So, our other most famous resident, that is not normally covered in either scaly skin or an exoskeleton, is the human kind.  A unique breed of human, common in all states, predominantly male, and goes by his scientific name: homo crackerien.  Now, why, do you ask, would this rather common species act as any sort of repellant?  To understand this is understand the nature of Floridians.  From the time of the first inhabitants, there has been a pattern of behavior that involves hours of standing in shady spots communicating with each other.  This was likely  brought on by the heat making it too uncomfortable to work for long hours during the day.  Some would call this gossiping, but it may have actually developed as a survival technique to stay out of the worst of the heat.  When one among many did something that resulted in pain, loss of limb, disfigurement, or death, everyone discussed it in cool spots with cool drinks in hand.  As our society became more public, Floridians kept widening the circle until sharing the antics of the weirdest among us is too hard a habit to break.  Thus, while most states are clever enough to hide the daily lives of their residents who attempt the odd, the strange, the weird, or the drunken dare;  we in Florida put ours on display for public discussion.  Every Floridian mother's nightmare is to see their son described in any article that begins with the words: "Florida man....".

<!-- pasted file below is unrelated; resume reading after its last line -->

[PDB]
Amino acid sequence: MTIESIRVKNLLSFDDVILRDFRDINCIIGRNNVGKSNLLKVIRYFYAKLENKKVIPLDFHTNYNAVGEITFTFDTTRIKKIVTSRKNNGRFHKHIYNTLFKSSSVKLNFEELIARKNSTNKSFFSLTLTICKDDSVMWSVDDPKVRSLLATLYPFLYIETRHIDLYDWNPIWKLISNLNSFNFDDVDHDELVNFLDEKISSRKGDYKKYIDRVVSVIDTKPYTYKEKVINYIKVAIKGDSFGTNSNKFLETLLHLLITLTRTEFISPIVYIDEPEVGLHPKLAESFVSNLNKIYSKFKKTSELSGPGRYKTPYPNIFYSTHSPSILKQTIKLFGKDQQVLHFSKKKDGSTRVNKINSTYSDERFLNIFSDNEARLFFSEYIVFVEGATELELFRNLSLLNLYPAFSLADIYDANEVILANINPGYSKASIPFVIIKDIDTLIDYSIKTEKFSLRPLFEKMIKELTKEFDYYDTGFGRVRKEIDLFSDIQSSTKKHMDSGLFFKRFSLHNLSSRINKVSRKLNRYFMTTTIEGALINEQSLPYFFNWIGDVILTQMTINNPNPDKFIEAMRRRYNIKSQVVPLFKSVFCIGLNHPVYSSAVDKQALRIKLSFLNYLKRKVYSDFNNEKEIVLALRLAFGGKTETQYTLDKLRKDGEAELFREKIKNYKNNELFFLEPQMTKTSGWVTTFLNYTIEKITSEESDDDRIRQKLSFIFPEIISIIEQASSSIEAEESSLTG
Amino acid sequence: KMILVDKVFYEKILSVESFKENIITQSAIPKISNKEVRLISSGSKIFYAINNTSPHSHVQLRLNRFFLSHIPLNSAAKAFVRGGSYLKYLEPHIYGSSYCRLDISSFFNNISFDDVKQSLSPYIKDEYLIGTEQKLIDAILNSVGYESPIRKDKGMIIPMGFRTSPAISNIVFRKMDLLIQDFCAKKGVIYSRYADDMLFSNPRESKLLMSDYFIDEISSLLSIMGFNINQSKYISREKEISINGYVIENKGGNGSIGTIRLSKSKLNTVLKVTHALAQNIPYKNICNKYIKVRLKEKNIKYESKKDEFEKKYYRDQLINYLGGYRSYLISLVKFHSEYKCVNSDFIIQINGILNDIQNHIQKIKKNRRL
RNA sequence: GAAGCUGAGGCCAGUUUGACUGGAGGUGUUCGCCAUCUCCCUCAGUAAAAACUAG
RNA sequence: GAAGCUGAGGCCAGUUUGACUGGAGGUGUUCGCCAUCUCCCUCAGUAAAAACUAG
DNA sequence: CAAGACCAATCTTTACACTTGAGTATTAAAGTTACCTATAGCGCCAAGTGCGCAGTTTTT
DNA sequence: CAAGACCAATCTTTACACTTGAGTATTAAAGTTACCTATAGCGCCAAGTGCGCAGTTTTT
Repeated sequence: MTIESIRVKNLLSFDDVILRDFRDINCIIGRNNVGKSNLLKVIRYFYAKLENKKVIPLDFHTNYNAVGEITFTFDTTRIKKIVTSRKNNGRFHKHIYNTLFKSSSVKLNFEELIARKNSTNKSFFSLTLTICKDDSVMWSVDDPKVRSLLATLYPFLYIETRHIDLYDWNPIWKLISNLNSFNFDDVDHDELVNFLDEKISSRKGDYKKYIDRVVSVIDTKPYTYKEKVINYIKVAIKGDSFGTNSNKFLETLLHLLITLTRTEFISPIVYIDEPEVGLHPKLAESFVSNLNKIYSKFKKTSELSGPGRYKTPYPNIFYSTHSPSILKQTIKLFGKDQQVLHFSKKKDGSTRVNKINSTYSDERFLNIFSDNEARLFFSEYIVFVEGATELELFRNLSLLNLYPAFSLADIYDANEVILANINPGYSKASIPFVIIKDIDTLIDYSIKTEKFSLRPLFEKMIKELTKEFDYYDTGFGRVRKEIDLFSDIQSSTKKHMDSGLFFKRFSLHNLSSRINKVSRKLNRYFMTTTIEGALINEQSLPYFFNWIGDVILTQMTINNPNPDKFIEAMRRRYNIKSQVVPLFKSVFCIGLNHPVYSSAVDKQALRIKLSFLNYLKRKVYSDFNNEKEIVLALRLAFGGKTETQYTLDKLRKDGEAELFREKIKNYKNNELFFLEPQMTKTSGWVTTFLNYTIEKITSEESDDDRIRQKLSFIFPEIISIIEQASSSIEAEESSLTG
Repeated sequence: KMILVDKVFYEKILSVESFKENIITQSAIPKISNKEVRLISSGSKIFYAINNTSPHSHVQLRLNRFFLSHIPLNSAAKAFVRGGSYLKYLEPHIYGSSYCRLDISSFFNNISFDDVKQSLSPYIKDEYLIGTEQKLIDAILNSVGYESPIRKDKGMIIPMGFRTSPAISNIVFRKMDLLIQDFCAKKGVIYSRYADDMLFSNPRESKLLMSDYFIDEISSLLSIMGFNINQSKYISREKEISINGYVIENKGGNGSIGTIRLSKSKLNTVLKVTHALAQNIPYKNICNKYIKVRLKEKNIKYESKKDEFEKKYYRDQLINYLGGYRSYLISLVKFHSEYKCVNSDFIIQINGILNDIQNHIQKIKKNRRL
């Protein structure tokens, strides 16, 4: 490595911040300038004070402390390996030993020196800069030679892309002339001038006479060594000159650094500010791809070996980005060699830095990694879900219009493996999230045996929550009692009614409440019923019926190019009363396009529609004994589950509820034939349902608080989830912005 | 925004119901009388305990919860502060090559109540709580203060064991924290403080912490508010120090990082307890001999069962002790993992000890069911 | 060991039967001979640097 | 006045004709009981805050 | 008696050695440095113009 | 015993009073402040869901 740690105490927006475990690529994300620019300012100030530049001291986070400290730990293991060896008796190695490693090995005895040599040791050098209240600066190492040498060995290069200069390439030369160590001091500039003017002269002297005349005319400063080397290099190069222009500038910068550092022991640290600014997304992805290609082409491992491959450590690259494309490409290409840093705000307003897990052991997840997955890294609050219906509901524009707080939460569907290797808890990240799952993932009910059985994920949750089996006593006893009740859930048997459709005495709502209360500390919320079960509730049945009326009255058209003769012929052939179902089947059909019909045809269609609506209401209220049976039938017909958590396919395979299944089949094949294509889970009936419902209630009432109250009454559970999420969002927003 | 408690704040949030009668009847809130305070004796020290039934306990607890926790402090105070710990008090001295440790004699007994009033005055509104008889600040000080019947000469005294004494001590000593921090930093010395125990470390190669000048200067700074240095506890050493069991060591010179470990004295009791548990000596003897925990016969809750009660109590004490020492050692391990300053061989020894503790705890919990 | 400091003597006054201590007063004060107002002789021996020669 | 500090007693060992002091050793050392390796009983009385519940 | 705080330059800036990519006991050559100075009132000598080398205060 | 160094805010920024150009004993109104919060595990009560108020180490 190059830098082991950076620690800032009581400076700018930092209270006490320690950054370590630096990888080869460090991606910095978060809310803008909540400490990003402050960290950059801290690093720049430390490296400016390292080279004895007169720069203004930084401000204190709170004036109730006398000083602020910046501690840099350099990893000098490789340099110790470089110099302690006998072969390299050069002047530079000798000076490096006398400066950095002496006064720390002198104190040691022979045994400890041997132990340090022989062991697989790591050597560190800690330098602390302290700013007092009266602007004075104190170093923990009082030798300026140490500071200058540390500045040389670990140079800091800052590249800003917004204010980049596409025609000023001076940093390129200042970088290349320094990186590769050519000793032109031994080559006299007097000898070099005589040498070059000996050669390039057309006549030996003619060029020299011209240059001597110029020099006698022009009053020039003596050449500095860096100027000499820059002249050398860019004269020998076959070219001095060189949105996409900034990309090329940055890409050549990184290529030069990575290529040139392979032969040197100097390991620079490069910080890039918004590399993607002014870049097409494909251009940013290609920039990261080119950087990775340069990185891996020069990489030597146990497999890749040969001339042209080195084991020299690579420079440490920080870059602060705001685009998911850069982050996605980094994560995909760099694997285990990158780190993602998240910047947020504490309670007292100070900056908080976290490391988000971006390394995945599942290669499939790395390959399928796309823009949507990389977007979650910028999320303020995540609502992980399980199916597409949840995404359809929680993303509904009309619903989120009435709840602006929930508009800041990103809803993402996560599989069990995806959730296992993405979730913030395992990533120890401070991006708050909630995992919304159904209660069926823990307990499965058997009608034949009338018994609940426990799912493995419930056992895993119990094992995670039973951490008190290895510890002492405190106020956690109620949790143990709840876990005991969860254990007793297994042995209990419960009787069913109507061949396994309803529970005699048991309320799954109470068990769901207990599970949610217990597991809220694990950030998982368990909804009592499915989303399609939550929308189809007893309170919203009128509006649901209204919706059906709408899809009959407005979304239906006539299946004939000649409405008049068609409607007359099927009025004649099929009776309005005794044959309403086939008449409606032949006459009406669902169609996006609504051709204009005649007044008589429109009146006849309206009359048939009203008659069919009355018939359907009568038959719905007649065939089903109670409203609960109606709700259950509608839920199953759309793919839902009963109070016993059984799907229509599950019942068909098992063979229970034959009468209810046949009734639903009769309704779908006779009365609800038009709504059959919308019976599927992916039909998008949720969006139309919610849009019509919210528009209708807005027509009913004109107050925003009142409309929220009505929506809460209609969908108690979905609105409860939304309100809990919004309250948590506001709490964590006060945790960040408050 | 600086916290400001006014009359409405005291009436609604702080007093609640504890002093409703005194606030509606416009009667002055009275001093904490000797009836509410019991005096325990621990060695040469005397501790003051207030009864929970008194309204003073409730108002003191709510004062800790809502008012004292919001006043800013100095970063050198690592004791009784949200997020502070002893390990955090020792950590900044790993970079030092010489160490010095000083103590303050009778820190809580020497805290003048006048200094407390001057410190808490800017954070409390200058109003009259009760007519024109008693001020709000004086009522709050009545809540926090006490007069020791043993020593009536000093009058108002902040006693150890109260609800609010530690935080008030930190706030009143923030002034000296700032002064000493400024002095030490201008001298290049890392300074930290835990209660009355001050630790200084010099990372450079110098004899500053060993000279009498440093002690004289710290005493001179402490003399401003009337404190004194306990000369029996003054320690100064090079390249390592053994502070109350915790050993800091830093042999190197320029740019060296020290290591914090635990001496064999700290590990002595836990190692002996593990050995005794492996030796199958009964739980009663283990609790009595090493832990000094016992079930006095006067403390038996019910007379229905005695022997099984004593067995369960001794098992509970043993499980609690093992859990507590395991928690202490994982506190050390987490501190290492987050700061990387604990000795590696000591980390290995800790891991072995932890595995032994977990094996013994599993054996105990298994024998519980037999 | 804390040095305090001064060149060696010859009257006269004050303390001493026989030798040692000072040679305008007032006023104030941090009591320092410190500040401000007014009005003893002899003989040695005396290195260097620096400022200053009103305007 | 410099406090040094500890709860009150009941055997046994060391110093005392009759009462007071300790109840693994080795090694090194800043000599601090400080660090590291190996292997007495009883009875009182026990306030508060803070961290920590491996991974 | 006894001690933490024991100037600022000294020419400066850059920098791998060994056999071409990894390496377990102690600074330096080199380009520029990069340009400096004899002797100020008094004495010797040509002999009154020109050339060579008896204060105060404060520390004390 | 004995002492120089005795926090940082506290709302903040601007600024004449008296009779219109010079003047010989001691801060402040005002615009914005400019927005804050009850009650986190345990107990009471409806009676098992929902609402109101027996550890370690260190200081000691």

Now, we get to the repellant part.  This article is what I call the latest in a long campaign to slow growth in Florida.  The perfect repellant.  Perhaps there is a bit of genius behind these antics.


Or, was it, perhaps, not the Florida man at all, but the serpent that should be held accountable?